How does climate change work

Climate change

The natural greenhouse effect

The sun sends short-wave radiation to the earth. There it is converted into long-wave radiation on the earth's surface and reflected back again. If these long-wave rays hit a barrier - like the glass roof in a greenhouse - they are reflected back. A completely natural process in which a certain percentage of the radiation gets back into space, while the other part is reflected and thrown back to earth.

This takes place through a natural protective layer: the gas layer of the atmosphere, which also contains natural carbon dioxide (CO₂), does not let the long-wave radiation through and sends it back to earth. Without this natural greenhouse effect, the average temperature on earth would be minus 18 degrees Celsius - life would be impossible.

The right amount of CO₂ and other greenhouse gases determines our climate. If the content of these gases increases, the atmosphere heats up too much - as if the glass in a greenhouse were too thick. Since the beginning of industrialization, greenhouse gases have risen sharply, and since then we have spoken of the anthropogenic greenhouse effect.

What does man do?

Different gases are relevant for the climate and the greenhouse effect. More than half of the human-made effect is due to carbon dioxide (CO₂) and carbon monoxide (CO), both of which are produced when fossil fuels such as oil, coal and gas are burned.

Methane (CH₄) is also relevant for the greenhouse effect, especially in high concentrations. It arises in agriculture and factory farming, in sewage treatment plants and on landfills. Methane is also preserved in permafrost soils. So when the global temperature rises and the permafrost thaws, the atmosphere is further heated.

Much of the methane concentration comes from the stomach of ruminants, and it is also produced when rice is grown. Laughing gas, which is also produced in agriculture, for example when nitrogen compounds are broken down in the soil, has a similar effect on the climate. Most common fertilizers contain nitrogen.

According to the Intergovernmental Panel on Climate Change (IPCC), the strongest greenhouse gas is sulfur hexafluoride, which is used in high-voltage switchgear. This gas comes from industrial processes and does not occur in nature. Although the potential to contribute to the greenhouse effect is great, it is only contained in the atmosphere to a very small extent, so the impact on global warming is rather small.

Global climate change is man-made

For a long time, experts argued about the existence and extent of climate change. In the meantime, there is broad consensus that the earth is heating up and that humans make a decisive contribution to this by emitting carbon dioxide in particular. However, it is difficult to predict exactly how the global climate will change. It is clear that there are and will be major regional differences.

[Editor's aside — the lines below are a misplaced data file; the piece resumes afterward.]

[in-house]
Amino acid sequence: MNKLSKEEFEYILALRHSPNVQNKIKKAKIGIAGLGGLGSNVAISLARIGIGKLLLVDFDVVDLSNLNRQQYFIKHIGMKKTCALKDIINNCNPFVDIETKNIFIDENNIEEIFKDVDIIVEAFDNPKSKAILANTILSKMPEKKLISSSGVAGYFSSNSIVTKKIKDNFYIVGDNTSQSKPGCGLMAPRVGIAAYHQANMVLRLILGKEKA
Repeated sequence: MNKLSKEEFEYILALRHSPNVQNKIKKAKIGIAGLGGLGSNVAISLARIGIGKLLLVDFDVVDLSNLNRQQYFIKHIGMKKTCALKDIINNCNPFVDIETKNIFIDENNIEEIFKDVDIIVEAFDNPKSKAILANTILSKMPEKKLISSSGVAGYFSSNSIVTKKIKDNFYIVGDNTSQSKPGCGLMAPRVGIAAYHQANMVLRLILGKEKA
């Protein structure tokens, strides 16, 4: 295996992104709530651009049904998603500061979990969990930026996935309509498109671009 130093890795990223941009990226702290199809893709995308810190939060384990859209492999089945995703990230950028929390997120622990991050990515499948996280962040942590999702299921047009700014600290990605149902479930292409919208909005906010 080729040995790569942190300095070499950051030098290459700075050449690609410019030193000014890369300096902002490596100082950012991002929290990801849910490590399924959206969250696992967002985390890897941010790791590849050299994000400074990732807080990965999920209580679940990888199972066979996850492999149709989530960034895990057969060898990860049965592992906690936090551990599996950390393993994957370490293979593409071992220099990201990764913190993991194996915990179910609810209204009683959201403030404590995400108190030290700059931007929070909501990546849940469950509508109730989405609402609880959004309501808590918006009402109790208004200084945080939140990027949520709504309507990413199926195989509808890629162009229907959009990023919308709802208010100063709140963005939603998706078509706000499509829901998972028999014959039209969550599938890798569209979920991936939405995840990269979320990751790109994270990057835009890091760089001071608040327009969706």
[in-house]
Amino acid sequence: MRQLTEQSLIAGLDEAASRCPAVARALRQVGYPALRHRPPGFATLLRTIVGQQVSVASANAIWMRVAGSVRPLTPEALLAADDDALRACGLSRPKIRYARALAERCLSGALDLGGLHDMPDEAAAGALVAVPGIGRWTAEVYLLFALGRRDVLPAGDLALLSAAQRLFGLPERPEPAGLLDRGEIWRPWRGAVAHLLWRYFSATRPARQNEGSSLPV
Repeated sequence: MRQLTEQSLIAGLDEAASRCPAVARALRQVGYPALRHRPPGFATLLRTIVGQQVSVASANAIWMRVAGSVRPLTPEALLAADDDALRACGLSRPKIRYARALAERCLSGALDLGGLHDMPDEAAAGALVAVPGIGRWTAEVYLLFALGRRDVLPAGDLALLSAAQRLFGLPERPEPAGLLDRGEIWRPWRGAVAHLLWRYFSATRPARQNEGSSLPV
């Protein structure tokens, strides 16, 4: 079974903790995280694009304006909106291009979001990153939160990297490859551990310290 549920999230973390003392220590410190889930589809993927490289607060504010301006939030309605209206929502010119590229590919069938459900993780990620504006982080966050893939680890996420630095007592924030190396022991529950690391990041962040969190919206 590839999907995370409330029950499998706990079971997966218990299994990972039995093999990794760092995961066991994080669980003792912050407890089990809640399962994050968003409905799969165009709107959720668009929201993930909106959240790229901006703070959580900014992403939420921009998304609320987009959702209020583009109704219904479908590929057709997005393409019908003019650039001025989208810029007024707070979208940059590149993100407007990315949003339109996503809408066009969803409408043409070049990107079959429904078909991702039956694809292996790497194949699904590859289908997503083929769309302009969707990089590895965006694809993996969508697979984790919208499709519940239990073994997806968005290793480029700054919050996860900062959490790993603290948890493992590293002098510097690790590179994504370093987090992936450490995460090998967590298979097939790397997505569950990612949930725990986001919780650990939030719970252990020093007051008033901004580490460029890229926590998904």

The global climate is getting warmer. The second half of the 20th century was very likely the warmest 50-year period in 500 years. This can be seen from the rising mean temperatures worldwide, the temperatures of the oceans and the melting of ice and snow, which is visible in the rising sea level. Satellite images show that the extent of sea ice in the Arctic decreased by around 40 percent between 1980 and 2015.

Scientists put the loss of glacier areas in the Alps between the years 1850 and 2000 at around 50 percent. According to the 5th assessment report of the Intergovernmental Panel on Climate Change (IPCC) of 2014, the sea level between 1901 and 2010 rose by 19 centimeters, whereby the measurement uncertainty is plus minus 2 centimeters.

This not only threatens the existence of some island states and low-lying coastal regions. Worldwide, people have to reckon with extreme weather phenomena such as cyclones, floods and periods of drought more frequently.

The sea level continues to rise

Heat waves are likely to increase and last longer. The number of frost days is decreasing and periods of drought are threatening, especially in continental areas. So far, it has become apparent that precipitation is increasing, especially in the high latitudes, and is most likely decreasing over the continents in the subtropics. The sea level will continue to rise.

For Germany, climate researchers assume that severe winters and cool summers will become rarer extreme events. In the west and south of the country in particular, the risk of heavy rain falls in winter, which can trigger floods, increases. The trends are therefore different from region to region. While heat waves are likely to increase in the southwest, periods of drought are to be expected in the east in particular.